NOVEMBER 6, 2009 3:07PM

May All Your Dreams Come True (fiction)

Rate: 9 Flag

Tracy Haight knew better.  She KNEW better.  When someone yells "CLEAR!", you back away from the bed.  She just wanted to tape the IV a little better - Mr. Hooper was in V Fib, sweating like a pig, and they were about to lose the IV, which they really REALLY needed.  So, when Dave Evans, the ER doc, defibrillated him for the third time, Mr, Hooper got his heartbeat back at the same moment that Tracy was knocked back onto the floor.

"Shit!", said Dave.  "What happened?"

"Tracy was touching him when you did the last shock," said her friend Joe, the nurse who'd been recording.  He'd dropped the clipboard on the floor and was kneeling next to Tracy.

"Jesus, she's unconscious.  She's bleeding - she's got a big scalp lac on the back of her head."

While Mr. Hooper gradually gained consciousness and looked on curiously, they slid Tracy onto a backboard and onto the next gurney, and hooked her up to the monitor.  She had a regular heartbeat but the numbers in her blood pressure were getting farther apart, a sign that the pressure in her brain was rising from getting whacked.  In the finite space inside her skull, her brain was swelling like a bruised muscle.  Her breathing increased to try to compensate, but she felt herself pulled away, away.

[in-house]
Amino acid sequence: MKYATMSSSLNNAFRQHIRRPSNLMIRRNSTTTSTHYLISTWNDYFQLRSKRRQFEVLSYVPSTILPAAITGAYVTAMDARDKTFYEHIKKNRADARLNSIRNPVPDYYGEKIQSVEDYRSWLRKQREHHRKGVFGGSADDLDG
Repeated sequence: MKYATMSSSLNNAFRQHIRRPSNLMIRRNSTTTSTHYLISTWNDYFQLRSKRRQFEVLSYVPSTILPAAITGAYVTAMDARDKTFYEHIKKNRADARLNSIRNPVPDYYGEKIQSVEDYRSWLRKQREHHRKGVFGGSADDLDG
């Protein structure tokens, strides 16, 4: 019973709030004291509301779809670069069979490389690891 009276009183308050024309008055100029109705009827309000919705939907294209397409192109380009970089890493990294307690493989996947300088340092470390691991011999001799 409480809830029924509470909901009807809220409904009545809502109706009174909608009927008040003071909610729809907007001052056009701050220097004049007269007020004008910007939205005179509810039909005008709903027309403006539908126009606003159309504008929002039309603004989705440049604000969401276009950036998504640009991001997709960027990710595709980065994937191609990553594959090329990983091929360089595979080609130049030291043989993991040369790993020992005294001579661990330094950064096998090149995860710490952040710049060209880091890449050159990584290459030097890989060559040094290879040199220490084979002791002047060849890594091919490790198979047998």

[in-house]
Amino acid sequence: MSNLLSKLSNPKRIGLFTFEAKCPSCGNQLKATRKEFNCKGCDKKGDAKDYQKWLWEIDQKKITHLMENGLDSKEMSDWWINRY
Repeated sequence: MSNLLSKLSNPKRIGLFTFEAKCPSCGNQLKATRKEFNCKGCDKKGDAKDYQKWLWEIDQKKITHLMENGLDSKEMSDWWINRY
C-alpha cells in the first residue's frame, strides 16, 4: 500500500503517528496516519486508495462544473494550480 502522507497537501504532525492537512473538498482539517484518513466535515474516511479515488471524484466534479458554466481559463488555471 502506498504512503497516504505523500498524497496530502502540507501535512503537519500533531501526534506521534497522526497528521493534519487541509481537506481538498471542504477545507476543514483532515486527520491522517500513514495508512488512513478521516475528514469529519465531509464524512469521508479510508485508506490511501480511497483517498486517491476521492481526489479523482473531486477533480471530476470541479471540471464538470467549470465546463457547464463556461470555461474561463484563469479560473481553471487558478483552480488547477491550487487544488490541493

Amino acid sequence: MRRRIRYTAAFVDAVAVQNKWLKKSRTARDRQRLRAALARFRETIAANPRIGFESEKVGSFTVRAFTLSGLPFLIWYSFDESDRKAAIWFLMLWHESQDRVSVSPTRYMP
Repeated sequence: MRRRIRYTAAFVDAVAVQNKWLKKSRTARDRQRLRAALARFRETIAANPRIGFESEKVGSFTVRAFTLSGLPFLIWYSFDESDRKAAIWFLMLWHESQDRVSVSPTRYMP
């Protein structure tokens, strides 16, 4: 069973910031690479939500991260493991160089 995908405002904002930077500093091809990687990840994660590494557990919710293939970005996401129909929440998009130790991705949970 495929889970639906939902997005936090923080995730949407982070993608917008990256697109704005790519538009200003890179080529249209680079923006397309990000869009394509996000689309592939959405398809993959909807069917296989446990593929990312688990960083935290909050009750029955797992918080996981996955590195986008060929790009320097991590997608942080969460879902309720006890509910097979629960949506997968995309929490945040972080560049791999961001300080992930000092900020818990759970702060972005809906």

"Get her in a c-collar",  Joe yelled.  "The last thing she needs is to wake up paralyzed.  SARAH?  Can you take over on the guy next door?  He'll need an amiodarone drip; he's starting to have runs of V Tach again."

Tracy could hear Joe, sort of.  Mostly she saw strange, swirling things in the darkness.  Sort of a mystical black velvet painting, which she found much more compelling than the mundane chaos of the ER.  "Black velvet painting", she thought.  "How tacky."

"Tracy!  Tracy, can you hear me?   I can't believe this.  Her right pupil's dilating.  Call CT and tell them we have a stat one."

Becky, the ER manager came in. "What the hell's going on?  Everybody's running around like they'd never seen an emergency".   Then, "Oh. . ." 

"She didn't 'Clear'", said Joe. 

"She's breathing at 32, and her pulse pressure's widening," said Becky, starting an IV while Joe was rolling Tracy off to CT. 

Tracy didn't react to the IV.  Not even a flinch.


Dave and Becky stood in the room, suddenly quiet save for Mr. Hooper's regularly beeping monitor.

"So, Mr. Hooper," Dave said, " you've had an exciting visit to the Emergency Room!  You doin' OK?" 

Mr. Hooper smiled and gave him a tired "thumbs up".   "She alright?" he asked.

"I hope so," said Dave.  "I hope so."


Outside the door, Dave said, "I guess we better call her family. Anybody know them?"

Becky did.  She knew Tracy's husband had left recently, and she was raising a 13 year old girl on her own.   Sophie, that was it.  Sophie the latchkey kid.  She called Tracy's house.


"Hi - Sophie?"

"Yeah.  Who's this?"

This is Becky, at Memorial.  I work with your Mom.  Something's happened.  Is there anybody you can call?"